Sometimes things happen for no reason. Well, for a reason, but a reason that's hard to fathom.
Case in point: Kathy Messerly and a deer. Not a wild deer, but a deer from the wild, a deer brought back to life by her late husband, Jerry, a year ago last spring.
After receiving a call about an abandoned fawn, Jerry Messerly, animal control officer in Webster county, kept an eye on the baby until he was sure the mother wasn't coming back.
"He was a newborn," Kathy said. Jerry "got him to take a bottle and kept him in a large kennel for a couple days. After that, he had an open wire, free-standing cage."
The fawn had the run of the yard after a few weeks, but remained a bottle baby. Bud and the Messerly's dog, Andy, built a friendship, playing together in the yard. Kathy has pictures of the unlikely twosome.
Bud continued to grow, free to come and go as he pleased in the nearby woods. "He would come right up to the door to be fed and he would have come into the house if I had let him," Kathy said.
Jerry Messerly, a longtime animal control officer, died Aug. 21, 2008. Through her grief, Kathy continued to care for Bud, offering him a deer block and apples after weaning him off the bottle. By December, Bud quit coming to the house, but in February, on the Messerly's anniversary, he showed up again.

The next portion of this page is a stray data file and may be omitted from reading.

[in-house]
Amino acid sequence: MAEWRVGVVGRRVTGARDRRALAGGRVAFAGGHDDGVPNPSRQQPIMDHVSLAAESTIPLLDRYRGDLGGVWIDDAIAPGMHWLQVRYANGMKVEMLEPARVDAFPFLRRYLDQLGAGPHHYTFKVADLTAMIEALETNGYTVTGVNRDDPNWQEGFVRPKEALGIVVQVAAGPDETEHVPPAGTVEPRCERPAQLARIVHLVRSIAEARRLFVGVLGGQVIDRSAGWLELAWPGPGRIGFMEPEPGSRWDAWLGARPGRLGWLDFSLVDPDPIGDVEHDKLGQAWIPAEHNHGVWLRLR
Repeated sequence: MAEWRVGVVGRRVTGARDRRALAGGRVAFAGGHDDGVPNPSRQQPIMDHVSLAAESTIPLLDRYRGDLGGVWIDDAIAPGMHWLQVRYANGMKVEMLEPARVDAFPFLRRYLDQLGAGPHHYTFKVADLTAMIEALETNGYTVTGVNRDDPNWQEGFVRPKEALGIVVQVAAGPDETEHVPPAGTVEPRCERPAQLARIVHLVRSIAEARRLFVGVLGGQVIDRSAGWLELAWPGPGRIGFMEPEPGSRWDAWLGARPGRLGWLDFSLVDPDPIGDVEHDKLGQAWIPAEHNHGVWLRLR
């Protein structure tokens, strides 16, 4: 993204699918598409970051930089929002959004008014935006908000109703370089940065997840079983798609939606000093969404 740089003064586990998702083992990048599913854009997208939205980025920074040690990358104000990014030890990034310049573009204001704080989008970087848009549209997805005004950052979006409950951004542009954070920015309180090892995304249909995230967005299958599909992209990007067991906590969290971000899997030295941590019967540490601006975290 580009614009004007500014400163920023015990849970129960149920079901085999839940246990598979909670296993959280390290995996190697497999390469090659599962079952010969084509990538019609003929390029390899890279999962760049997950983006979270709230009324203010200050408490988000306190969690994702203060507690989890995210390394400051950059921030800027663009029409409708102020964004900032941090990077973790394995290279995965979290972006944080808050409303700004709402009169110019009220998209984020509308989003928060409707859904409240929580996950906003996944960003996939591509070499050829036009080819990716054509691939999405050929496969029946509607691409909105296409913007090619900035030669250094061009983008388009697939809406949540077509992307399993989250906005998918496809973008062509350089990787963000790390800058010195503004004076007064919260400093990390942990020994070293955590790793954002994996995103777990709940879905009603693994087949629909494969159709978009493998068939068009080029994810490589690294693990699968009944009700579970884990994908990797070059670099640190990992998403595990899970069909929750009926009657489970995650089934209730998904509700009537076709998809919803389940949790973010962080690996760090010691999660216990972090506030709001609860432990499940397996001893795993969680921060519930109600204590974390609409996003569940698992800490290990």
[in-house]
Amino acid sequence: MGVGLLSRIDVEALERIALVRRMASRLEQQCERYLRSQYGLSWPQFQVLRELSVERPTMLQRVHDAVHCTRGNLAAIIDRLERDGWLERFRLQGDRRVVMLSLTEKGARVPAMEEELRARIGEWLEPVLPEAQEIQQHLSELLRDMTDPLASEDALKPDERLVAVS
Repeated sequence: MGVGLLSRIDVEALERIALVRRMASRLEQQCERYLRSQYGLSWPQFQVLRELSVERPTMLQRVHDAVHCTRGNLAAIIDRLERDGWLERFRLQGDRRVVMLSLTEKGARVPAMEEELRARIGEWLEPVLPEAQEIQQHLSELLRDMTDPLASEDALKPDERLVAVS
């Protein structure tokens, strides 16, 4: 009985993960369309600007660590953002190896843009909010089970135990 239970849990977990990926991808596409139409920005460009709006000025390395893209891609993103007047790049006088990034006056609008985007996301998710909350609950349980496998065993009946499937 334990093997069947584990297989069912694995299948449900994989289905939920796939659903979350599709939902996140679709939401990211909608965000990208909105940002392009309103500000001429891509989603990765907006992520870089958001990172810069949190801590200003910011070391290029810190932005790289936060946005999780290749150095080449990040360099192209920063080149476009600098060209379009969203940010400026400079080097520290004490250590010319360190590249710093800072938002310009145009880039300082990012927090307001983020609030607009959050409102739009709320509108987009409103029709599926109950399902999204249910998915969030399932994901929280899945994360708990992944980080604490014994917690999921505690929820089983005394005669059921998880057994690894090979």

"I was so excited, I called my kids and they came out to see him," she said. "Then he went back into the woods."
All spring and summer Kathy and her dog, Andy, would go to the edge of the woods, where she called for Bud. He never appeared.
"I had seen a deer dead down on the highway and wondered if it was him," Kathy said. "But, the amazing part of this whole story is on Aug. 21, a year after Jerry's death, I was in the kit-chen getting ready for the dedication of Jerry's bench at Oleson Park, and I looked out and there he was. I opened the window and called him. He looked at me with recognition."
She grabbed her camera, called the dog and went into the yard.
"Andy and him touched noses and played in the yard. ... I reached out my hand, and he licked it. I know in my heart, it was Jerry telling me that he is OK and I will be, too."
Just seeing Bud again after about six months was enough to make her a believer, but that he showed up a year after Jerry's death and on the day of dedication of Jerry's bench touched the surreal.
"It is so unbelievable to think he came back on that day," Kathy said. "He has a rack now and is going to be a beautiful buck."
Through the years, Jerry Messerly had saved many young fawns, but once he turned them loose, only Bud ever came back to say hello. The last time, one year to the day after Jerry died.
For Kathy, it's proof that her husband continues to watch over her and wants her to know she'll be all right. That's a good thing to know.
So long friends, until the next time when we're together.
Contact Sandy Mickelson at (515) 573-2141 or firstname.lastname@example.org